The “AI techie” subculture I’m describing is not just people who work on AI. There are a fair number of people from other parts of the tech industry, especially young founders and junior VCs. And, as is usually the case with a tech boom, there are some amateur artists and philosophers hanging around (the latter being concentrated in the Effective Altruism area), soaking up the glory of the latest New Thing. Even the occasional econ blogger will show up to the parties.
But AI is really the core, and there’s good reason for that. With the end of the Second Tech Boom, much of the excitement — and money — has gone out of the consumer internet space, especially at the VC level. There was a weird little interregnum in 2020 and 2021 when suddenly all the money was in crypto, and the AI folks — who had thought it was their time — were sort of hanging around watching all these weirdo interlopers show up throwing around stacks of cash, and wondering if they had gone into the wrong thing.
Then crypto crashed, the weird people who had been hanging around town mostly vanished, and ChatGPT and AI art came out and wowed the whole world. The natural order of things righted itself, and AI continued its serene, implacable march to supremacy.
A VC friend recently told me that “100% of my deal flow is in generative AI”. That degree of dominance won’t last forever, and every new tech has its share of hype and irrational exuberance, but AI is highly unlikely to be a crypto-like bubble. For now, AI is it.
Money doesn’t just magically create subcultures, of course. But it can really help! The dreams of young people and their need for companionship are what create subcultures, and when it comes to tech, those dreams require money. And with SF rents being what they are, they require more money than usual. And if you want to be an amateur artist or philosopher and hang around cool young people and help spin their visions of the future, it helps a lot if they have money, or know people with money, to be your patron.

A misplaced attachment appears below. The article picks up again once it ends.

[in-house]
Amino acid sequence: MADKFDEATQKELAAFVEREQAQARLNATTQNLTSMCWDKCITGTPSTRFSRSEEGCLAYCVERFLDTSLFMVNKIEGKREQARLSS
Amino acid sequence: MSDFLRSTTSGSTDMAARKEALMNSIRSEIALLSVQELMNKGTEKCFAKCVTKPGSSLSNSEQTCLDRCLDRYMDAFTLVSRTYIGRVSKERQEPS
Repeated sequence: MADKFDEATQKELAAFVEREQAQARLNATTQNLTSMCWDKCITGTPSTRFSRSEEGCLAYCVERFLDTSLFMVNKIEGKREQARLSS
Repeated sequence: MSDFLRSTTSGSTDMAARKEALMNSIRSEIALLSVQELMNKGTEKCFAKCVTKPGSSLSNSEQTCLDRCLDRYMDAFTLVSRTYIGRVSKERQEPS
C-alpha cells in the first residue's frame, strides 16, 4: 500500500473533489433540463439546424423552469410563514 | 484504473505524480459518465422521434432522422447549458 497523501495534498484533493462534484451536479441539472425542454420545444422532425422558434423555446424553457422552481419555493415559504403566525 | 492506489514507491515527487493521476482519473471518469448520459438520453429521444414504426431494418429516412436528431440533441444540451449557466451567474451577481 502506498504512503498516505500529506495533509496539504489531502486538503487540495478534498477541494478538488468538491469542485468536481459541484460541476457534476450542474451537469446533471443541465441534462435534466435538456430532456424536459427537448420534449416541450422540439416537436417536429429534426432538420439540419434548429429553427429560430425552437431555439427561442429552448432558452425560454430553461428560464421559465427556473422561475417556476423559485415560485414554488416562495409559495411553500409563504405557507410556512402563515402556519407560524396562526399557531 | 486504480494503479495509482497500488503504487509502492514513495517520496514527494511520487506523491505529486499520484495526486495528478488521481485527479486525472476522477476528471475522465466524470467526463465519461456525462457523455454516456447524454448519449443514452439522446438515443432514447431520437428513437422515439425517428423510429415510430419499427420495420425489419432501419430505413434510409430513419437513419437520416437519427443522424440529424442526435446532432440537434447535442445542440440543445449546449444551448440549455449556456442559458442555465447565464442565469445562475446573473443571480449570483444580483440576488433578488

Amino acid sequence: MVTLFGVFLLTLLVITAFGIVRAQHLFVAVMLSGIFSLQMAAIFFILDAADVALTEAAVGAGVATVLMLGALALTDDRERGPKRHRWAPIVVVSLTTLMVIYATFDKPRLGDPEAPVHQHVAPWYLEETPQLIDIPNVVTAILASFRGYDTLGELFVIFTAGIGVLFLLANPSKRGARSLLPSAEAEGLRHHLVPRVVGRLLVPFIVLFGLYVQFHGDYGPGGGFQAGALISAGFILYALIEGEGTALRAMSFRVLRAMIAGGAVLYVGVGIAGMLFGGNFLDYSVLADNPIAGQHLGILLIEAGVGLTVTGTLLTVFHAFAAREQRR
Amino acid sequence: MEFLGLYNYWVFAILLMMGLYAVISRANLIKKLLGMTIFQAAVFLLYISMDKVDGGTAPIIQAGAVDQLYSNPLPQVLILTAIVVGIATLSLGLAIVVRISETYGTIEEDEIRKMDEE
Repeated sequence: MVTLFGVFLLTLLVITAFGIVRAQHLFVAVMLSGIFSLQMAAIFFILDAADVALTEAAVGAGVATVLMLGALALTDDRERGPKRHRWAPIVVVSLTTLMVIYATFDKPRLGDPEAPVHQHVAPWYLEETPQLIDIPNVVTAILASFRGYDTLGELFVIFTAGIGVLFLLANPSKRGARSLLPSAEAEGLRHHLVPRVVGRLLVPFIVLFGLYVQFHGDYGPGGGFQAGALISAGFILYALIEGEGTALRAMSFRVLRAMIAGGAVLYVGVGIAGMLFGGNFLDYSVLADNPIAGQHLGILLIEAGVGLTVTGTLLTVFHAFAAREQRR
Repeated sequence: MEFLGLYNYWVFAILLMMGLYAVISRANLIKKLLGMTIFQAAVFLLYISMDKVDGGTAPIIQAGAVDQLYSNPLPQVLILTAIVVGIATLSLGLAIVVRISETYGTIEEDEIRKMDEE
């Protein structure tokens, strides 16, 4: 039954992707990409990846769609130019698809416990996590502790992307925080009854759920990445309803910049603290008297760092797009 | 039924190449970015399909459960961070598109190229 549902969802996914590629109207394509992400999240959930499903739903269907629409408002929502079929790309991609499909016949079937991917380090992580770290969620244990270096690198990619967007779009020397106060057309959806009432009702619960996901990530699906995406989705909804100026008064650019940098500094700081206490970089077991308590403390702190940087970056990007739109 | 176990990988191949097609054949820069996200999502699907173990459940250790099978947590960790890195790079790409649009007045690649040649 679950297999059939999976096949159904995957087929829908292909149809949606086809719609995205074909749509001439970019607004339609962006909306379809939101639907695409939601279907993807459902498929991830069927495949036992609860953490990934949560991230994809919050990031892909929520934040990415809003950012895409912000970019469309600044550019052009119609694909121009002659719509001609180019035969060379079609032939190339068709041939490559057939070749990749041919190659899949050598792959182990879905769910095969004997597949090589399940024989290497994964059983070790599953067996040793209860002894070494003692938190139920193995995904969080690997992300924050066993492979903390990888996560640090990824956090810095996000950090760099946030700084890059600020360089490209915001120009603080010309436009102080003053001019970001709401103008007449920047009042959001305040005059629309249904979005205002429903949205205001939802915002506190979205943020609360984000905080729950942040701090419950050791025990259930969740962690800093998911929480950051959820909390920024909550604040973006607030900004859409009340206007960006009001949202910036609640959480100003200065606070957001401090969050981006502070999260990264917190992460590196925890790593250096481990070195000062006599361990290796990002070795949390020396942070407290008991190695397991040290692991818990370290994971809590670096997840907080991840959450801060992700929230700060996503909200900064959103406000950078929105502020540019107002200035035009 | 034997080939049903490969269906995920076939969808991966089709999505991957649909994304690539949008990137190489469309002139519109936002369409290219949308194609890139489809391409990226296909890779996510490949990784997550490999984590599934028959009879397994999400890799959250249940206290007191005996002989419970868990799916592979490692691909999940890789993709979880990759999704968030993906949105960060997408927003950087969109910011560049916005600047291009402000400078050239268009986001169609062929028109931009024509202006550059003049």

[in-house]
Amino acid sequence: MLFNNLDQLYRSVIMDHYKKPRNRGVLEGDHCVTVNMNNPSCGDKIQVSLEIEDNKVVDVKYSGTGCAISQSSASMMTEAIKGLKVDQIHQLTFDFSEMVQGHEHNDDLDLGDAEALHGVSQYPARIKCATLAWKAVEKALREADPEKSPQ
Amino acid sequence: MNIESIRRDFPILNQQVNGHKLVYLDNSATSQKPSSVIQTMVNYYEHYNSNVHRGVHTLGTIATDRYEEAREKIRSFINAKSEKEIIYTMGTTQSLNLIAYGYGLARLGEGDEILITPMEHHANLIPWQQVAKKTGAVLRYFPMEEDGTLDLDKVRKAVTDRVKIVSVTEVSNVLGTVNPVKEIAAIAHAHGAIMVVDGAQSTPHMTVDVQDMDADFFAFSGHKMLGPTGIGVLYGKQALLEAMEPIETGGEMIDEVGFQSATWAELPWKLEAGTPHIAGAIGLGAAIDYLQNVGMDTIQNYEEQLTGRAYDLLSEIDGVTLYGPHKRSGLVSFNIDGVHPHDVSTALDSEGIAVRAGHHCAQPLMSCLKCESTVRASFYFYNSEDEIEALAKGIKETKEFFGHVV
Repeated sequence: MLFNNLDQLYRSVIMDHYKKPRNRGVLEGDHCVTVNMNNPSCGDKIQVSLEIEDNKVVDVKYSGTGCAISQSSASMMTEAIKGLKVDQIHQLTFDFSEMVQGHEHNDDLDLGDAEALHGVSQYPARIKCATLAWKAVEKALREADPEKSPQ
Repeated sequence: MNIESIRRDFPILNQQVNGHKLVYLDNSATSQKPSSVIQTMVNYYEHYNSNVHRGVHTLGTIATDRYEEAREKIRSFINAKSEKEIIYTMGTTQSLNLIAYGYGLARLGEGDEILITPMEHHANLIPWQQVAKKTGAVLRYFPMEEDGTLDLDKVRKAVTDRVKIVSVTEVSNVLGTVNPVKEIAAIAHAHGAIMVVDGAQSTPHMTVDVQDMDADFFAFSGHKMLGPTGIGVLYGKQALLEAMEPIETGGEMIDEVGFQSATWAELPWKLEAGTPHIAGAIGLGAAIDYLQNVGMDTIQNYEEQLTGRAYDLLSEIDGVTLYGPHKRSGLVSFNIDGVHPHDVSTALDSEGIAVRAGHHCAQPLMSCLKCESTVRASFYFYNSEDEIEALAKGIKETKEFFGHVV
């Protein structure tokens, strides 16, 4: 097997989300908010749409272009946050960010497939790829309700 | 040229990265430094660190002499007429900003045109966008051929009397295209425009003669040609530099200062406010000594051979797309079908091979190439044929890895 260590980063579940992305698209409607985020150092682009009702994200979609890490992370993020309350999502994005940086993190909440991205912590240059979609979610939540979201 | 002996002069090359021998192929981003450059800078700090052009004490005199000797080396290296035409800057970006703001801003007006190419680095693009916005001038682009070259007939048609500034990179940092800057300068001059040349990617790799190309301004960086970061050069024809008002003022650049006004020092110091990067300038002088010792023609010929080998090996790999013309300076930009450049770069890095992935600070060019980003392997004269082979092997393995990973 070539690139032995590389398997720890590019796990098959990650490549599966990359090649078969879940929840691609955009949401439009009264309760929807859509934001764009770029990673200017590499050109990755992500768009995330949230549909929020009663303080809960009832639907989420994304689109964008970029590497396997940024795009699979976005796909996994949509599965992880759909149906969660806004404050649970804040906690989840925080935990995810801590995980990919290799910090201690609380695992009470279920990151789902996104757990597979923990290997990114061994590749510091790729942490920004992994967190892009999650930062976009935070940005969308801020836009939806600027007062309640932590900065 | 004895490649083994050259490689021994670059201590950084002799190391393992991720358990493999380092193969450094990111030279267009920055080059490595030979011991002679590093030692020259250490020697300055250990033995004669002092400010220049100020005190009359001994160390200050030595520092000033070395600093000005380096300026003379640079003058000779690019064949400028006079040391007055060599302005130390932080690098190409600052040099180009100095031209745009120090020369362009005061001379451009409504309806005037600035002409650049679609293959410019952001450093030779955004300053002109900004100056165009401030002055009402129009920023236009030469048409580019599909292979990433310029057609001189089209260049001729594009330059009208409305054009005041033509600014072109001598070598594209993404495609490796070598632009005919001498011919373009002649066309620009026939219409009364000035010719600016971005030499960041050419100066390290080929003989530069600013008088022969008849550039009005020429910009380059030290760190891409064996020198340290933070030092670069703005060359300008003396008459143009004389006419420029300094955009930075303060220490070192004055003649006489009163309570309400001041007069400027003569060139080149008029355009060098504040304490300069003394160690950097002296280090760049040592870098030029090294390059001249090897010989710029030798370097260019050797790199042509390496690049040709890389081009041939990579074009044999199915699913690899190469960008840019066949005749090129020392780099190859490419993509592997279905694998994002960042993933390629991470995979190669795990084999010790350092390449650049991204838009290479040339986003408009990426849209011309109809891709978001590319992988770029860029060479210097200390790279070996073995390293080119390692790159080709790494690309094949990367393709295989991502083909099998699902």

Because although money enables the AI techie subculture, fundamentally it’s about dreams. It’s about feeling like you’re part of something new and special and amazing that no one else is a part of — like you’re at the center of the world, where the future is being created, and that you and your chosen band of companions are the people who get to create it. That’s the dream that fueled the hippie counterculture in 1960s San Francisco, as Hunter S. Thompson wrote:
[N]o explanation, no mix of words or music or memories can touch that sense of knowing that you were there and alive in that corner of time and the world…There was a fantastic universal sense that whatever we were doing was right, that we were winning…We had all the momentum; we were riding the crest of a high and beautiful wave…